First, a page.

Thursday, Feb. 15, 2007 | County Supervisor Greg Cox joked with me on the phone that he was excited at the possibility of hosting three elections in 2008.

It was funny, to a couple of politically obsessed people like us, because it was obviously not true.

In truth, Cox decided, admirably, to raise his voice Wednesday against a bizarre and, apparently, unchecked movement going forward in Sacramento to split the 2008 primary into a February 2008 primary election for the presidential candidates and a June 2008 election for all the state’s local candidates — its Assembly members, senators, mayors, city attorneys, etc.

This is one of those efforts that you assume no rational person will support so it won’t go forward, so you don’t have to worry about it. Unfortunately, it’s not. Let’s do the background again on this in a good once-over:

It’s simple: Remember when John Kerry and Howard Dean, etc., were angling for the chance to run against George Bush? California wanted to get in on the action. The state’s leaders knew that if California held its primary election in June or something, the game would be over by the time we got up to bat.

So they decided to do as they had before and hold the state’s primary election in March 2004.

You might remember that, locally, it meant former Mayor Dick Murphy, who was running for reelection, had to face the swipes from his rivals for the post well before 2004 even began. And the election, of course, didn’t end until November 2004.

Anyway, the March presidential primary didn’t work out for California anyway. By the time it reached us, the race for the Democratic nomination was over. The state just decided to shrug its shoulders and we passed a law moving the primary to June.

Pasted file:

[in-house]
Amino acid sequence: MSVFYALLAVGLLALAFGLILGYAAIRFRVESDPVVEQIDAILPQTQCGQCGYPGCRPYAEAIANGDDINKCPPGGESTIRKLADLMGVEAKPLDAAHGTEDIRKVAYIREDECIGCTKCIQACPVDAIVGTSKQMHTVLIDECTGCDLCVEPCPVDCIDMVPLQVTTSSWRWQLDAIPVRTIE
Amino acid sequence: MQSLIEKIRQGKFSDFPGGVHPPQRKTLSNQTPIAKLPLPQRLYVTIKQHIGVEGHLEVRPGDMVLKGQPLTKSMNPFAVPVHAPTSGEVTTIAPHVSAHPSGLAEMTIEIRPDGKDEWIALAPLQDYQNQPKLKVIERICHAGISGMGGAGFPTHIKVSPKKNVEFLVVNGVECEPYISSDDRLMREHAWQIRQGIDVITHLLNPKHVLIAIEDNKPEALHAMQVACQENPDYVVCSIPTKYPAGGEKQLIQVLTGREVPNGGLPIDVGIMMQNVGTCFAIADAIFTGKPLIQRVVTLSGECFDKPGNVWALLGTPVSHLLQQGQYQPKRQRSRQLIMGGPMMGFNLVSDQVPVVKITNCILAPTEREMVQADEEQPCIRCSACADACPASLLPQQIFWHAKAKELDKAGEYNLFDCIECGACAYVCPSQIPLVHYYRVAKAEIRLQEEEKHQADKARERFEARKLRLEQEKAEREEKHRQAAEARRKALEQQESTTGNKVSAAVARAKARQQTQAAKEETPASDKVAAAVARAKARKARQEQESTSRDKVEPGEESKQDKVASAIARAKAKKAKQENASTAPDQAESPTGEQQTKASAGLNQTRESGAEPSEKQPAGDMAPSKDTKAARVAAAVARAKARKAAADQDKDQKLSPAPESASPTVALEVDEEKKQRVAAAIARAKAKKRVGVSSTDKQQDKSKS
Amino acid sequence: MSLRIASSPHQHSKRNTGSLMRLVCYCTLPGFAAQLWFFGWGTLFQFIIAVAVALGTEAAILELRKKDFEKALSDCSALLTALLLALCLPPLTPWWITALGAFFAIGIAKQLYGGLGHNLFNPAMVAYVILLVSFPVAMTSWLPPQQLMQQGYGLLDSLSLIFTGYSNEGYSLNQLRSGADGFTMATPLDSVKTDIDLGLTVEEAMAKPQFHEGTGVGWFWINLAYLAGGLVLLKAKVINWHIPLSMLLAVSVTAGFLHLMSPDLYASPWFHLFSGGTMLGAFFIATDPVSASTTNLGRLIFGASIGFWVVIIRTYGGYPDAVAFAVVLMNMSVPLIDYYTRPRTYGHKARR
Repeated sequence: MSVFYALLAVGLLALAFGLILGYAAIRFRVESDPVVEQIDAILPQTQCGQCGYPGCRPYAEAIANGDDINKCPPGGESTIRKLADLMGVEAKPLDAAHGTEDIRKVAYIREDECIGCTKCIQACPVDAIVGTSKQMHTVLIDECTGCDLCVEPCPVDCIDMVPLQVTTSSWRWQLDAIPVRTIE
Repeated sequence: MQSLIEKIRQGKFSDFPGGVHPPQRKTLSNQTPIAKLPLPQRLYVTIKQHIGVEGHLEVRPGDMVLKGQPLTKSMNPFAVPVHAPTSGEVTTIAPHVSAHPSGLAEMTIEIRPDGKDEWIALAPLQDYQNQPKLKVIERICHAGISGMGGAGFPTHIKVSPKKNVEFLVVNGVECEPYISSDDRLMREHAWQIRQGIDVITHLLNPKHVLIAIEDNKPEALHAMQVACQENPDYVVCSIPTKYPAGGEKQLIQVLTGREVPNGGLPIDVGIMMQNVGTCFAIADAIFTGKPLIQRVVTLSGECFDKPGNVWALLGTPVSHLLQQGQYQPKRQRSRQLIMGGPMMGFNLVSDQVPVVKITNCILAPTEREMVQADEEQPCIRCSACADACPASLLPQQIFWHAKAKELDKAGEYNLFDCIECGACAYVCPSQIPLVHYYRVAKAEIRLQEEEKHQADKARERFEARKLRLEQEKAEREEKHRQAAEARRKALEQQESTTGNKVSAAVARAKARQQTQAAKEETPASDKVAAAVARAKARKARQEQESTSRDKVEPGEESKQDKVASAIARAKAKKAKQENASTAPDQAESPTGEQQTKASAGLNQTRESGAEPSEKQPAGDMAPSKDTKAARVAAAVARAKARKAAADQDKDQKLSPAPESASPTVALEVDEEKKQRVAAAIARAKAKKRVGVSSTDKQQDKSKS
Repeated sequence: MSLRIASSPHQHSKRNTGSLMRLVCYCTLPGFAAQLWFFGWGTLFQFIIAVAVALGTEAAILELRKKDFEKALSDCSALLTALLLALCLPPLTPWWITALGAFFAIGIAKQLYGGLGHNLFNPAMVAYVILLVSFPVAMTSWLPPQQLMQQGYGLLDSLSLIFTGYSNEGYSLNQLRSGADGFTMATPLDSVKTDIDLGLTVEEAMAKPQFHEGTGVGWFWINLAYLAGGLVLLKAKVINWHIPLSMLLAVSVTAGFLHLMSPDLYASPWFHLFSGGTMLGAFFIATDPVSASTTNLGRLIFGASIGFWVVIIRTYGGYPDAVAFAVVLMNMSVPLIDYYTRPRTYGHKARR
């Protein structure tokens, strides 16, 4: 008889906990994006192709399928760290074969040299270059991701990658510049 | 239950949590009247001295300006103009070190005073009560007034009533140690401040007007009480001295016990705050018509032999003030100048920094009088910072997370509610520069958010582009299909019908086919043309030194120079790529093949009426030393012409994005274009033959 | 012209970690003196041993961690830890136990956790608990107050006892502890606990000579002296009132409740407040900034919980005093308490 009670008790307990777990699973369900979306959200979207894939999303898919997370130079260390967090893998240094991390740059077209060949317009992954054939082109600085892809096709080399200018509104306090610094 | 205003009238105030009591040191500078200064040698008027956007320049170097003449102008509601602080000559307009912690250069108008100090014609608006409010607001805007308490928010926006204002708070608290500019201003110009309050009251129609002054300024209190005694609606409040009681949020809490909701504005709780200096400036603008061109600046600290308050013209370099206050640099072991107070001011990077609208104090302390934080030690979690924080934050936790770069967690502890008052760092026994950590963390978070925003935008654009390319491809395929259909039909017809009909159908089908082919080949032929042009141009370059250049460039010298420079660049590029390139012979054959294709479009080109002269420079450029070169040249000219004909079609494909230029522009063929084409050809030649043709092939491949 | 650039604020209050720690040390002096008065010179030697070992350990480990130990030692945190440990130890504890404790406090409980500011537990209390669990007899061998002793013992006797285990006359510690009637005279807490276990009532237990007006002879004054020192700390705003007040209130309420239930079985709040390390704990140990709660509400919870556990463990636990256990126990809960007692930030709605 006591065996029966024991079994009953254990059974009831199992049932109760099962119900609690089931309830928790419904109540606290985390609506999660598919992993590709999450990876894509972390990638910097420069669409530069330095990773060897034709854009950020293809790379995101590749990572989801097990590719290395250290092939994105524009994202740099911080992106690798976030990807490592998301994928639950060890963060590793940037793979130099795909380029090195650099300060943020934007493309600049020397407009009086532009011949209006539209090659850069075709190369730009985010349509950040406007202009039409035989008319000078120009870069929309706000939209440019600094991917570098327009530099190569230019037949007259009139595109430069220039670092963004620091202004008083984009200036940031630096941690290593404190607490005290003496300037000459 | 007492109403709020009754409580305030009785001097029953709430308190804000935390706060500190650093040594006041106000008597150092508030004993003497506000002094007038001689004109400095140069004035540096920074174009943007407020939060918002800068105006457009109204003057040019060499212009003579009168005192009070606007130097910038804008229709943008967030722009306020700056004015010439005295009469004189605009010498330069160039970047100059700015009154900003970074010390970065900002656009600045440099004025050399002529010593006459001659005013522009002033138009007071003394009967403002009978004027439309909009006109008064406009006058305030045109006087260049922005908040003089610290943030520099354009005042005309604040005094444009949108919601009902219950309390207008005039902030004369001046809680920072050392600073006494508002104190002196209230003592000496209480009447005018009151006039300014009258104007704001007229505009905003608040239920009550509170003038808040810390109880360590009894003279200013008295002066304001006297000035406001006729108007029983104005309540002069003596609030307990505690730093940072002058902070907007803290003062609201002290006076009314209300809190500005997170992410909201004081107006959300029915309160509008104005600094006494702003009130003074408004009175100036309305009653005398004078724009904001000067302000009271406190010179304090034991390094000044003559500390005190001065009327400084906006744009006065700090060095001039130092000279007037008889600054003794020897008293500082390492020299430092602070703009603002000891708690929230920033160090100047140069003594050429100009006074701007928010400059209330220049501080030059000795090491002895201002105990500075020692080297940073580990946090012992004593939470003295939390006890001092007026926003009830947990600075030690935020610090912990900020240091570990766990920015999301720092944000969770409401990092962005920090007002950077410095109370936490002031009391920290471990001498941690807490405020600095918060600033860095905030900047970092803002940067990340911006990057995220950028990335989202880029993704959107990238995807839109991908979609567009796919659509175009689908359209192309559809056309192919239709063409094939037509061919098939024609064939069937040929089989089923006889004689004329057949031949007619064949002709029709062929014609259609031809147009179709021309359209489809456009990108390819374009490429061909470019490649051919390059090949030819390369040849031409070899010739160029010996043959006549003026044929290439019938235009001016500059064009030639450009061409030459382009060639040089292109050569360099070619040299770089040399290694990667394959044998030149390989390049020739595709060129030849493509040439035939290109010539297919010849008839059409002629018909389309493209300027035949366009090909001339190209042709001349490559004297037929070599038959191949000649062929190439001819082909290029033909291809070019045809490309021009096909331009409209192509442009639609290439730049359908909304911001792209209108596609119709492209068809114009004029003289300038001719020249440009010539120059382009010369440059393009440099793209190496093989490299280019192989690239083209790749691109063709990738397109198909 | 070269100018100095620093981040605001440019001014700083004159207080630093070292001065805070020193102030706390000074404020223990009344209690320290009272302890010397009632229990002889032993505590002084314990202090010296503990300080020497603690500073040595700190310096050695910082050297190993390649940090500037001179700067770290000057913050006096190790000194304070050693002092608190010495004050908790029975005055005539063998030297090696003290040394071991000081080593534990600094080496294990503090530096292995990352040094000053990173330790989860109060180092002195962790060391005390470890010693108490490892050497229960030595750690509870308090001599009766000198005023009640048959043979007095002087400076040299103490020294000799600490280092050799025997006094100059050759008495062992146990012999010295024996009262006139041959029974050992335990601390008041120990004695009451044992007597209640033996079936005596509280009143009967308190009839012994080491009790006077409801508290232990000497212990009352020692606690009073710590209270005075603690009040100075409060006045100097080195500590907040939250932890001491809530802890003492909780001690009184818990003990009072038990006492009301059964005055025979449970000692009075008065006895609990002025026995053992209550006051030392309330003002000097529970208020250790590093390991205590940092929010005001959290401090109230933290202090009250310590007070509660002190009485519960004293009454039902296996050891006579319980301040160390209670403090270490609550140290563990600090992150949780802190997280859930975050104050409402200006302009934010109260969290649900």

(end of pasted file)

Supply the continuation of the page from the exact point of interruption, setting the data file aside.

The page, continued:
Now, though, some people want us to get back into the game. How about, they say, we move our presidential primary to February.

Let’s make one thing clear here: I’m bubbling with enthusiasm for that idea. Seriously. I love politics and I’ve never lived in a place that actually got exposed to a presidential race. It would be interesting. California could secure a little more clout. It makes total sense.

Now, what doesn’t make sense: It’s not just president we have to vote on in the primary of 2008. We have to vote on who’s going to run for mayor, city attorney, supervisors … all of them. We have to vote on who’s going to run for the Legislature.

But the Legislature is not considering, currently, moving the entire primary to February 2008. It wants to move only the presidential primary. In other words, we’d have to vote for president in February, for the other spots in June and for the final election in all of them in November 2008.

The California Senate just approved a bill that would implement that scenario if the Assembly and governor also follow suit.

This makes absolutely no sense. I’m sorry, it makes no sense. This would add an extra election to the 2008 calendar at a cost of at least $60 million, the state Senate’s own staffers estimated. In addition, it would cause untold stress for local registrars of voters. The Legislature could save all that money and all that hassle if they just moved the whole primary to February and only held two elections in 2008.

So why are they doing it?